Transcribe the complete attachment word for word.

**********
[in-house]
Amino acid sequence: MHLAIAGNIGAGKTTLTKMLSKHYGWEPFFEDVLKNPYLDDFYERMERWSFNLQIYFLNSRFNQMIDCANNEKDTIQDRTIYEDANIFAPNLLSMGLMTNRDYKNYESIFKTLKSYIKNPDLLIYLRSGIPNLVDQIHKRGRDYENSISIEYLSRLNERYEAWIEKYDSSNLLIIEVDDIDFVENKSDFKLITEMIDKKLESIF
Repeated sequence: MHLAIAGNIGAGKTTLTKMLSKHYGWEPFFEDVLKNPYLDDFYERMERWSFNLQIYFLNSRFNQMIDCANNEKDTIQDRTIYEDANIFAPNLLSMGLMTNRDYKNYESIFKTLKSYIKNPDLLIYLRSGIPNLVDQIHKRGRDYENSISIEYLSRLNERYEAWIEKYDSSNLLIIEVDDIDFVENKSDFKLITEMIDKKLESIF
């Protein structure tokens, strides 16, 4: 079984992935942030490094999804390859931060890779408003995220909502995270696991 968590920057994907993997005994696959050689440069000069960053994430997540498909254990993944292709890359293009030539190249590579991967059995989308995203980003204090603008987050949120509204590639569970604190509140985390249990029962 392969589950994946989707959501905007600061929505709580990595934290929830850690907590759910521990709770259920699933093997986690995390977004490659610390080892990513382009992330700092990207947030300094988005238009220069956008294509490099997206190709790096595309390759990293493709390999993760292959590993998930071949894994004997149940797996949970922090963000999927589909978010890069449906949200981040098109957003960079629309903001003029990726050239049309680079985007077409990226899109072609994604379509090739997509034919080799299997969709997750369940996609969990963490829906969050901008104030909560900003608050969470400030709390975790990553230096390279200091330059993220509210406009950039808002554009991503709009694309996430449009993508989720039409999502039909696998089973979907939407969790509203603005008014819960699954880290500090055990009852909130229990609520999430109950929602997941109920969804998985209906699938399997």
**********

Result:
[in-house]
Amino acid sequence: MHLAIAGNIGAGKTTLTKMLSKHYGWEPFFEDVLKNPYLDDFYERMERWSFNLQIYFLNSRFNQMIDCANNEKDTIQDRTIYEDANIFAPNLLSMGLMTNRDYKNYESIFKTLKSYIKNPDLLIYLRSGIPNLVDQIHKRGRDYENSISIEYLSRLNERYEAWIEKYDSSNLLIIEVDDIDFVENKSDFKLITEMIDKKLESIF
Repeated sequence: MHLAIAGNIGAGKTTLTKMLSKHYGWEPFFEDVLKNPYLDDFYERMERWSFNLQIYFLNSRFNQMIDCANNEKDTIQDRTIYEDANIFAPNLLSMGLMTNRDYKNYESIFKTLKSYIKNPDLLIYLRSGIPNLVDQIHKRGRDYENSISIEYLSRLNERYEAWIEKYDSSNLLIIEVDDIDFVENKSDFKLITEMIDKKLESIF
């Protein structure tokens, strides 16, 4: 079984992935942030490094999804390859931060890779408003995220909502995270696991 968590920057994907993997005994696959050689440069000069960053994430997540498909254990993944292709890359293009030539190249590579991967059995989308995203980003204090603008987050949120509204590639569970604190509140985390249990029962 392969589950994946989707959501905007600061929505709580990595934290929830850690907590759910521990709770259920699933093997986690995390977004490659610390080892990513382009992330700092990207947030300094988005238009220069956008294509490099997206190709790096595309390759990293493709390999993760292959590993998930071949894994004997149940797996949970922090963000999927589909978010890069449906949200981040098109957003960079629309903001003029990726050239049309680079985007077409990226899109072609994604379509090739997509034919080799299997969709997750369940996609969990963490829906969050901008104030909560900003608050969470400030709390975790990553230096390279200091330059993220509210406009950039808002554009991503709009694309996430449009993508989720039409999502039909696998089973979907939407969790509203603005008014819960699954880290500090055990009852909130229990609520999430109950929602997941109920969804998985209906699938399997």